Static v Dynamic

tia121 asked 2 years ago

I need help, I am trying to change my dynamic IP address to a static IP address with Telefónica in Spain. I have phoned them on several occasions and they have said they have done it, but it appears to me that it has not worked. I phoned again about 5 days ago and they said they will cancel the last order and do it again. How can I tell if the number I am allocated is a static or dynamic IP address? As I understand it, the number that has been allocated to my computer never changes, but the change will occur on the one that has been allocated to the router. Is this correct?

Once I am sure that this has successfully change, how does my husband access his works server in England which requires a static IP address to connect?

I would appreciate any advice with this, as we need to do this soon. Many thanks

3 Answers
Cody Robertson Staff answered 2 years ago

Well, I'm sure you know that you can obtain your IP address from the home page of our web site: [url]http://whatismyip.com/[/url]

We have tools on that page to see who is the registered owner of the IP address. Unfortunately, that's probably your ISP - even if he has assigned it to you.

My router has a feature to control the timeout and I have that set at 60 minutes. I believe that if I set this to 0, or a large number, then the IP address would not change - so I would effectively have a static IP address (until I had to reboot the router). HOWEVER: The on-line help says this feature is provided to manage your connection if your ISP charges you for connect time. BEWARE (my ISP does not).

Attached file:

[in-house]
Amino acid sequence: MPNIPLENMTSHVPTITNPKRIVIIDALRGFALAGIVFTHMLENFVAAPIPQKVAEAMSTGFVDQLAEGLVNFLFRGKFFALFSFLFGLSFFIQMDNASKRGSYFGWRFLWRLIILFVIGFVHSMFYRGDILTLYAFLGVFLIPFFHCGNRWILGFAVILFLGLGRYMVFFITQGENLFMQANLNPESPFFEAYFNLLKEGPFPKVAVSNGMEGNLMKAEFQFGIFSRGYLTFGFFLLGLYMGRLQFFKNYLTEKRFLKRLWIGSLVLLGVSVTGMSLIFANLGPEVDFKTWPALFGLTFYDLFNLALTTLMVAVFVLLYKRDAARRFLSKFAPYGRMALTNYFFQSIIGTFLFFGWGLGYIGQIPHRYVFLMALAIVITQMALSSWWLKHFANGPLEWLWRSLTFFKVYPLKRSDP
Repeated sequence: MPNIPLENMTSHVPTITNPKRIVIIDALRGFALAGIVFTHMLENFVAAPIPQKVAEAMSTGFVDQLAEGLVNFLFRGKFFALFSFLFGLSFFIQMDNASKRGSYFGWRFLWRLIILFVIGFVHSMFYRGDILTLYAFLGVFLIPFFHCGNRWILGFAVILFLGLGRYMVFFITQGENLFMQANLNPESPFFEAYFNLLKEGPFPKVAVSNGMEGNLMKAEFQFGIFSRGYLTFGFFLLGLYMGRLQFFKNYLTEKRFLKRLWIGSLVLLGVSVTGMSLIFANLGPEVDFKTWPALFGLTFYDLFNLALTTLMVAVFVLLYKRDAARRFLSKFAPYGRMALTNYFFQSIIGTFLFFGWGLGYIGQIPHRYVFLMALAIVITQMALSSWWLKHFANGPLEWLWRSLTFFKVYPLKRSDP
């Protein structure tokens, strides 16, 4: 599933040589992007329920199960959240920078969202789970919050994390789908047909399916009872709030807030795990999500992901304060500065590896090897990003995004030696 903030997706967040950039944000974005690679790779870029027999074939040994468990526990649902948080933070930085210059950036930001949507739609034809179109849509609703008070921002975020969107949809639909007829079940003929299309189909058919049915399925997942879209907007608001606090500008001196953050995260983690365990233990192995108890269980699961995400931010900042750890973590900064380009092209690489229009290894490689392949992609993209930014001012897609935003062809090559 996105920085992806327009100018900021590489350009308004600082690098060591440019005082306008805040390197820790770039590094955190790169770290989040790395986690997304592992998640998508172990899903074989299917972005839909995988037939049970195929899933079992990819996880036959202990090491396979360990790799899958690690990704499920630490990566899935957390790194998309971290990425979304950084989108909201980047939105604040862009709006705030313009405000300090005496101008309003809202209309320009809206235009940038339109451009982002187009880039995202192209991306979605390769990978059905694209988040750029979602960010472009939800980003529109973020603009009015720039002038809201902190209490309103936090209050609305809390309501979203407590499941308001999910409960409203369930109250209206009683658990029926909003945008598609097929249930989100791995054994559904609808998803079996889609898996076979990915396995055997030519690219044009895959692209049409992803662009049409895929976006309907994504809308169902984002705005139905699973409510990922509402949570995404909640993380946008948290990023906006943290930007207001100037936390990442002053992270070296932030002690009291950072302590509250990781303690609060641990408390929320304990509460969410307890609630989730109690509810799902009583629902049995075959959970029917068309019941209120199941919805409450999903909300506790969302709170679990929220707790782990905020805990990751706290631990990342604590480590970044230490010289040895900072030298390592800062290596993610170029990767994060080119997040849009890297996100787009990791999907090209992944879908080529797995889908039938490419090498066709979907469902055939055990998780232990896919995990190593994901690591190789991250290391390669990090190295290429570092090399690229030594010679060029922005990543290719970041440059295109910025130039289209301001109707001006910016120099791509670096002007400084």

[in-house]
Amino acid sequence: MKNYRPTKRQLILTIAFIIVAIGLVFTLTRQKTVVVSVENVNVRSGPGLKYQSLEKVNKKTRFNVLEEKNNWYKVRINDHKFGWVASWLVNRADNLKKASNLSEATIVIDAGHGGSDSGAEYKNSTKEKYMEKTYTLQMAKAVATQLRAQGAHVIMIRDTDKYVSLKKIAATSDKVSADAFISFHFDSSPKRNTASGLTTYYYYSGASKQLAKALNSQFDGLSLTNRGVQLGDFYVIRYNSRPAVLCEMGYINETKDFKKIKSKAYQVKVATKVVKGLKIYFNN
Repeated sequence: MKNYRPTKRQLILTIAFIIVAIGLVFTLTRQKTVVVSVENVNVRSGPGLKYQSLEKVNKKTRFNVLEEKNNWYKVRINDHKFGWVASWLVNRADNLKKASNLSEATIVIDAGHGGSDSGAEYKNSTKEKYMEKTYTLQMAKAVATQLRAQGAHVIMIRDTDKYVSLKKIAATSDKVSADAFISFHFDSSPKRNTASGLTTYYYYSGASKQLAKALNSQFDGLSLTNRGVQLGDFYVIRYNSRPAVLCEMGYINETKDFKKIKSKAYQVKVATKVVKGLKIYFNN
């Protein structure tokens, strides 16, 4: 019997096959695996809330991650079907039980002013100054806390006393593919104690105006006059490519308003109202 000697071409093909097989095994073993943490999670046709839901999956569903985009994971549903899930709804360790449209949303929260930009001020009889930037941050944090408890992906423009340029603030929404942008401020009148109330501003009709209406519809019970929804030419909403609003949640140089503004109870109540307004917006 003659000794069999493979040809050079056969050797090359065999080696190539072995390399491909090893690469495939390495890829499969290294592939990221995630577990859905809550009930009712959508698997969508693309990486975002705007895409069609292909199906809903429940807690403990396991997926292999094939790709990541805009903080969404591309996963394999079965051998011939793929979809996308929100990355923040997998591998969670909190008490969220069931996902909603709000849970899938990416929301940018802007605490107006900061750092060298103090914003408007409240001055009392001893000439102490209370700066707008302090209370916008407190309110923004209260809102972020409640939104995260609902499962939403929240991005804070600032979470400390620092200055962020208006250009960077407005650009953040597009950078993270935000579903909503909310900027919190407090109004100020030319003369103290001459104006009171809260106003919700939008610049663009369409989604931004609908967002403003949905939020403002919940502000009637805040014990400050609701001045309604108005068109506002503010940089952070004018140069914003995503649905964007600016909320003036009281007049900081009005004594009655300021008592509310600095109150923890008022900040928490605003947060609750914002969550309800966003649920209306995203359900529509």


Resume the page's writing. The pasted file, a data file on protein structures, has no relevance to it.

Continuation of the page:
[img]http://clanmills.com/files/belkin-disconnect.jpg[/img]

I assume that the 'must have a static IP address' is a security related restraint imposed by the company in England. I suggest you try it and it might work. I suspect that the company in England will have a table of 'trusted' IP addresses - and even if your IP address changes a couple of times before it settles, you'll probably be good.

You may have to call (or email) somebody in England to let them know your address. I'm sure a friendly engineer on the company help desk/ip support will be willing to work with you to get you running immediately. Within a few days, everything will be probably settle with everybody happy.

Rob Vargas Staff answered 2 years ago

I'm curious. What leads you to believe that it hasn't worked? Has your IP Address changed? And which one? Remember, on private networks, your computer's IP address is assigned by the network, while the public one, the one assigned by your ISP, is assigned (basically) to the router that controls access to the network.

Steve Bonilla Staff answered 2 years ago

[QUOTE=tia121;4197]I need help, I am trying to change my dynamic IP address to a static IP address with Telefónica in Spain.

Once I am sure that this has successfully change, how does my husband access his works server in England which requires a static IP address to connect?[/QUOTE]

I've only quoted you on the above two statements because they lead me to believe there is a bit of confusion.

The machine you want to access remotely is the one that needs a static IP address, not the machine you are using to connect to the remote machine.

Think of an IP address as a phone number. The machine you want to access needs to be behind the same IP address so you know which number to dial to get to it. The number you dial from doesn't matter in that case.

Having said that, using something like [URL="http://www.teamviewer.com"]Team Viewer[/URL] will let you gain remote access without the need for static IP addresses... BUT you are going through team viewer's servers to do so, which might be against some corporate policies.

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